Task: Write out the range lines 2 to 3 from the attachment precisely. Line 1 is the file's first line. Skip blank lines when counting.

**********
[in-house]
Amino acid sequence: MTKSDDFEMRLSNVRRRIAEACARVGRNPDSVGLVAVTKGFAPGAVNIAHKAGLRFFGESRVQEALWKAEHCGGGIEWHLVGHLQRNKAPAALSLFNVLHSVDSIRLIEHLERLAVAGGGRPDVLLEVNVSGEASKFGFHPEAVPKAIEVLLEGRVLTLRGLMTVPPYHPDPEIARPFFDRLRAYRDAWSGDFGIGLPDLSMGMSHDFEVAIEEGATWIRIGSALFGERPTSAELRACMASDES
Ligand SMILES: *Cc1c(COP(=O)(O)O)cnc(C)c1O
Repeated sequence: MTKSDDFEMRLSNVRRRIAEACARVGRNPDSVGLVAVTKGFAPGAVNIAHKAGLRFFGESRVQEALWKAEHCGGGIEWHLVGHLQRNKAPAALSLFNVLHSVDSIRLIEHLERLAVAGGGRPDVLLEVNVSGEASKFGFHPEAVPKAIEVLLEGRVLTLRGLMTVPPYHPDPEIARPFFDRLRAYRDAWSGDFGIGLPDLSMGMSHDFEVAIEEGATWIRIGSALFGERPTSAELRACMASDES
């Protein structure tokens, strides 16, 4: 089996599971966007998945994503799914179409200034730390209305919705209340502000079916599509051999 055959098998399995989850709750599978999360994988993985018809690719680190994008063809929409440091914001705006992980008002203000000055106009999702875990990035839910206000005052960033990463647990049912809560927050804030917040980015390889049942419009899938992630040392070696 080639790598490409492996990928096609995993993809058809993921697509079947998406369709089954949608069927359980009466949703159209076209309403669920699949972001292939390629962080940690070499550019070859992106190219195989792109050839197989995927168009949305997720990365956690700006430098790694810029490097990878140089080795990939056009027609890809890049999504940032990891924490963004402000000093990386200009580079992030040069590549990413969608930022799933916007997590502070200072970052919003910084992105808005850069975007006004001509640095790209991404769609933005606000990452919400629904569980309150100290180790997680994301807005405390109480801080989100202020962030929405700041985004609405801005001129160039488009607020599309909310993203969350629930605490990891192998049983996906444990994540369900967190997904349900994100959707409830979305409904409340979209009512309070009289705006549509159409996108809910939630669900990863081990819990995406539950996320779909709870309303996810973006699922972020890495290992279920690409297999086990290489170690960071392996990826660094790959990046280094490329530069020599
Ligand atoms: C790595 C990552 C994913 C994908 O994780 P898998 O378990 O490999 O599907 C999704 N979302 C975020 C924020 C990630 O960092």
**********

Amino acid sequence: MTKSDDFEMRLSNVRRRIAEACARVGRNPDSVGLVAVTKGFAPGAVNIAHKAGLRFFGESRVQEALWKAEHCGGGIEWHLVGHLQRNKAPAALSLFNVLHSVDSIRLIEHLERLAVAGGGRPDVLLEVNVSGEASKFGFHPEAVPKAIEVLLEGRVLTLRGLMTVPPYHPDPEIARPFFDRLRAYRDAWSGDFGIGLPDLSMGMSHDFEVAIEEGATWIRIGSALFGERPTSAELRACMASDES
Ligand SMILES: *Cc1c(COP(=O)(O)O)cnc(C)c1O